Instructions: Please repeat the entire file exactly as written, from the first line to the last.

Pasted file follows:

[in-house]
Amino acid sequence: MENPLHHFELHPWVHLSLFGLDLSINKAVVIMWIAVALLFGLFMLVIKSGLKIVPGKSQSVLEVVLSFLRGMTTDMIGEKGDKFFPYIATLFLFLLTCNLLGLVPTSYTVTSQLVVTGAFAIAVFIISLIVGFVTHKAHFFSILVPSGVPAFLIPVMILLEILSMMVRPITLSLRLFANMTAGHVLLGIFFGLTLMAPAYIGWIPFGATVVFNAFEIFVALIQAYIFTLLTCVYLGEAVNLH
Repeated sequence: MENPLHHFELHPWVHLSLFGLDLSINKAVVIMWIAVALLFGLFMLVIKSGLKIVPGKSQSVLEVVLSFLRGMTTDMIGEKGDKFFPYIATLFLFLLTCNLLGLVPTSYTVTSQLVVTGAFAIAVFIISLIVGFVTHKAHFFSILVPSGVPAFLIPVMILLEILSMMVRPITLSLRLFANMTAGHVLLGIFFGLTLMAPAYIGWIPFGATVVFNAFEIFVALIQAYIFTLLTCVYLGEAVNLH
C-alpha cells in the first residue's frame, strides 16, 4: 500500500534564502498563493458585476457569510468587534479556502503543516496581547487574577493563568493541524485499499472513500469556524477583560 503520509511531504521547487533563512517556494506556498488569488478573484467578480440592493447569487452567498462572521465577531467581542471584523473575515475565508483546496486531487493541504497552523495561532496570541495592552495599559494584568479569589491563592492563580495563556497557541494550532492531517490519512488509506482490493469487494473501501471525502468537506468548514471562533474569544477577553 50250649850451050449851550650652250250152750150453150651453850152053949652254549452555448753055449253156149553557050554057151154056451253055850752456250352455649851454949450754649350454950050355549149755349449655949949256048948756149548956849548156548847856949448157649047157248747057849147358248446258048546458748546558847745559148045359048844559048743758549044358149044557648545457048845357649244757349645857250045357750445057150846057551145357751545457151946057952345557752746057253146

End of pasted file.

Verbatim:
[in-house]
Amino acid sequence: MENPLHHFELHPWVHLSLFGLDLSINKAVVIMWIAVALLFGLFMLVIKSGLKIVPGKSQSVLEVVLSFLRGMTTDMIGEKGDKFFPYIATLFLFLLTCNLLGLVPTSYTVTSQLVVTGAFAIAVFIISLIVGFVTHKAHFFSILVPSGVPAFLIPVMILLEILSMMVRPITLSLRLFANMTAGHVLLGIFFGLTLMAPAYIGWIPFGATVVFNAFEIFVALIQAYIFTLLTCVYLGEAVNLH
Repeated sequence: MENPLHHFELHPWVHLSLFGLDLSINKAVVIMWIAVALLFGLFMLVIKSGLKIVPGKSQSVLEVVLSFLRGMTTDMIGEKGDKFFPYIATLFLFLLTCNLLGLVPTSYTVTSQLVVTGAFAIAVFIISLIVGFVTHKAHFFSILVPSGVPAFLIPVMILLEILSMMVRPITLSLRLFANMTAGHVLLGIFFGLTLMAPAYIGWIPFGATVVFNAFEIFVALIQAYIFTLLTCVYLGEAVNLH
C-alpha cells in the first residue's frame, strides 16, 4: 500500500534564502498563493458585476457569510468587534479556502503543516496581547487574577493563568493541524485499499472513500469556524477583560 503520509511531504521547487533563512517556494506556498488569488478573484467578480440592493447569487452567498462572521465577531467581542471584523473575515475565508483546496486531487493541504497552523495561532496570541495592552495599559494584568479569589491563592492563580495563556497557541494550532492531517490519512488509506482490493469487494473501501471525502468537506468548514471562533474569544477577553 50250649850451050449851550650652250250152750150453150651453850152053949652254549452555448753055449253156149553557050554057151154056451253055850752456250352455649851454949450754649350454950050355549149755349449655949949256048948756149548956849548156548847856949448157649047157248747057849147358248446258048546458748546558847745559148045359048844559048743758549044358149044557648545457048845357649244757349645857250045357750445057150846057551145357751545457151946057952345557752746057253146